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The voltage-gated sodium channel (NaV), NaV1.1, is well-studied in the central nervous system; conversely, its contribution to peripheral sensory neuron function is more enigmatic. Here, we identify a new role for NaV1.1 in mammalian proprioception. RNAscope analysis and in vitro patch-clamp recordings in genetically identified mouse proprioceptors show ubiquitous channel expression and significant contributions to intrinsic excitability. Notably, genetic deletion of NaV1.1 in sensory neurons caused profound and visible motor coordination deficits in conditional knockout mice of both sexes, similar to conditional Piezo2-knockout animals, suggesting that this channel is a major contributor to sensory proprioceptive transmission. Ex vivo muscle afferent recordings from conditional knockout mice found that loss of NaV1.1 leads to inconsistent and unreliable proprioceptor firing characterized by action potential failures during static muscle stretch; conversely, afferent responses to dynamic vibrations were unaffected. This suggests that while a combination of Piezo2 and other NaV isoforms is sufficient to elicit activity in response to transient stimuli, NaV1.1 is required for transmission of receptor potentials generated during sustained muscle stretch. Impressively, recordings from afferents of heterozygous conditional knockout animals were similarly impaired, and heterozygous conditional knockout mice also exhibited motor behavioral deficits. Thus, NaV1.1 haploinsufficiency in sensory neurons impairs both proprioceptor function and motor behaviors. Importantly, human patients harboring NaV1.1 loss-of-function mutations often present with motor delays and ataxia; therefore, our data suggest that sensory neuron dysfunction contributes to the clinical manifestations of neurological disorders in which NaV1.1 function is compromised. Collectively, we present the first evidence that NaV1.1 is essential for mammalian proprioceptive signaling and behaviors.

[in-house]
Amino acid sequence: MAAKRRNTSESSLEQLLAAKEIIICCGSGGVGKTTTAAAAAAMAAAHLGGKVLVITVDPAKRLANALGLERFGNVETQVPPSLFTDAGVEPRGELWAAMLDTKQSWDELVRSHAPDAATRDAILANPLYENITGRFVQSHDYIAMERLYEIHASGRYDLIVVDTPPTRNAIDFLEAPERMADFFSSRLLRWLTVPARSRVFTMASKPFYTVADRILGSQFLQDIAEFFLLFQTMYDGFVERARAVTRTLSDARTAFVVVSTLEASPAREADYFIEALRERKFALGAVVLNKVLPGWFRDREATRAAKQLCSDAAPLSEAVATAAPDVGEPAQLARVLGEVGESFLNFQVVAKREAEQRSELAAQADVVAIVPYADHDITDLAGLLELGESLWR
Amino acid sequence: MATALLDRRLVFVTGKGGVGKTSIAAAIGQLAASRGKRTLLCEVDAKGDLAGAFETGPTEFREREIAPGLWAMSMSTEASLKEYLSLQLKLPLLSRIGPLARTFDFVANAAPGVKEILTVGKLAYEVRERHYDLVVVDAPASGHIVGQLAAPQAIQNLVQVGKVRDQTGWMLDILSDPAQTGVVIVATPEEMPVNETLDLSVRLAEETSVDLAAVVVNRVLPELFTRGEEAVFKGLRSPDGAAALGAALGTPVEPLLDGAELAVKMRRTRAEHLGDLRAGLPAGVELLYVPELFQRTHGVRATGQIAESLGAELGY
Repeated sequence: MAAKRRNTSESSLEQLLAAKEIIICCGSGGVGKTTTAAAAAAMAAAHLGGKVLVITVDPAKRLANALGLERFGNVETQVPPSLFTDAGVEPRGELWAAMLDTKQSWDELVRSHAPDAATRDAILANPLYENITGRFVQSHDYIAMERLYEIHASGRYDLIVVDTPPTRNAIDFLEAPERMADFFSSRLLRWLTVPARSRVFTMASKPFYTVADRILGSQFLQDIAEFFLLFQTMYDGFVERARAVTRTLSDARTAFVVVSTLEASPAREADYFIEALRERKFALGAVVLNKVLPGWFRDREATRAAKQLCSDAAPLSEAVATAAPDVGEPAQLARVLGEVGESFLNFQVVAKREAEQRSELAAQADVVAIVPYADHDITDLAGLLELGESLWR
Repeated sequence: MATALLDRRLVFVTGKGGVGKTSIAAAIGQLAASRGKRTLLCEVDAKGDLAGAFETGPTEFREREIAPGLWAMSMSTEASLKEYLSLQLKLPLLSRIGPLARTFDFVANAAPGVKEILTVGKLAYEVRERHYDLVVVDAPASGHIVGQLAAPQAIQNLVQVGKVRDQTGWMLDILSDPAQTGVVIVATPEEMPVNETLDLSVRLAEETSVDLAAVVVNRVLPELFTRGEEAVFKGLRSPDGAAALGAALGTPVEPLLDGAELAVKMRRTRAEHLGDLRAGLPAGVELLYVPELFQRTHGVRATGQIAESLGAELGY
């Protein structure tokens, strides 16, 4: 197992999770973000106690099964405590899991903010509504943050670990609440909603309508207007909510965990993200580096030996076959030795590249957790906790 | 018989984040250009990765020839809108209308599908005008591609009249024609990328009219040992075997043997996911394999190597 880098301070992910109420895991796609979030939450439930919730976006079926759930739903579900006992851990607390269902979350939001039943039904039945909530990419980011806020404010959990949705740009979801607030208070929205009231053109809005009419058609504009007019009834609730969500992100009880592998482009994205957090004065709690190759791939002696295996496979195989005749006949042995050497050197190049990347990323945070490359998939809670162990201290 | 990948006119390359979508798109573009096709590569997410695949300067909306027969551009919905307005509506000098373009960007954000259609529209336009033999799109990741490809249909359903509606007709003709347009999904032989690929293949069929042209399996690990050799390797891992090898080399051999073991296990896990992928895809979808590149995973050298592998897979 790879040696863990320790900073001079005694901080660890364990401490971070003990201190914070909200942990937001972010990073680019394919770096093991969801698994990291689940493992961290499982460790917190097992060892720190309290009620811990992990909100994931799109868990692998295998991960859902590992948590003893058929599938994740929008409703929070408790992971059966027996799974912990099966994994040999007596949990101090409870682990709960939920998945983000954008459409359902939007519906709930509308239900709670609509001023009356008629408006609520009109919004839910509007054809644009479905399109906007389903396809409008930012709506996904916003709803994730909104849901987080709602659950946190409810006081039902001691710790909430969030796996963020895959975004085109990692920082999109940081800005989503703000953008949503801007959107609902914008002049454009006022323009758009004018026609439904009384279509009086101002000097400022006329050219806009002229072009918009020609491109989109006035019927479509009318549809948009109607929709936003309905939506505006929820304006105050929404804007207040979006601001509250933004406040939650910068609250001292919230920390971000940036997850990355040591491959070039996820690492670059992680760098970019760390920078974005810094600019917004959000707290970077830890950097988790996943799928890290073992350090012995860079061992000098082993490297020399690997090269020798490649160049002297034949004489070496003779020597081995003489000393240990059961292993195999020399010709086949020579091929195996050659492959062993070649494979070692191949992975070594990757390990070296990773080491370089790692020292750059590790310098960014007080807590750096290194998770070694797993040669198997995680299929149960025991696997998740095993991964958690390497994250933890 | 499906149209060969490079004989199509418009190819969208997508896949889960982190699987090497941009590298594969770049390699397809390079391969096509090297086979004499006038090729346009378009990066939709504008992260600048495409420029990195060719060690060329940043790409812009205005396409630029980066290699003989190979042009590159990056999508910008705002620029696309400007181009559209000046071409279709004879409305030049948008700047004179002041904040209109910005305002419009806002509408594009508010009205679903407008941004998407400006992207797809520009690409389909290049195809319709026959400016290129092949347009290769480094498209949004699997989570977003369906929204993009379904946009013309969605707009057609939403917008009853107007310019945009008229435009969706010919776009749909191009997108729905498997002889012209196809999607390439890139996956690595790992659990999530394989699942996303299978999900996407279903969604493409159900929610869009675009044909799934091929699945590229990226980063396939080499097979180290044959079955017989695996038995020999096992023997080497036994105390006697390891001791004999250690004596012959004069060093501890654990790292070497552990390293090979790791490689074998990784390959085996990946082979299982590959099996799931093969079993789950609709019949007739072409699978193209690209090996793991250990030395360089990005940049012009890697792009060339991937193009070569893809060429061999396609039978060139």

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National Institute of General Medical Sciences

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This work is licensed under a Creative Commons Attribution 4.0 License.


Biological Sciences; Chemistry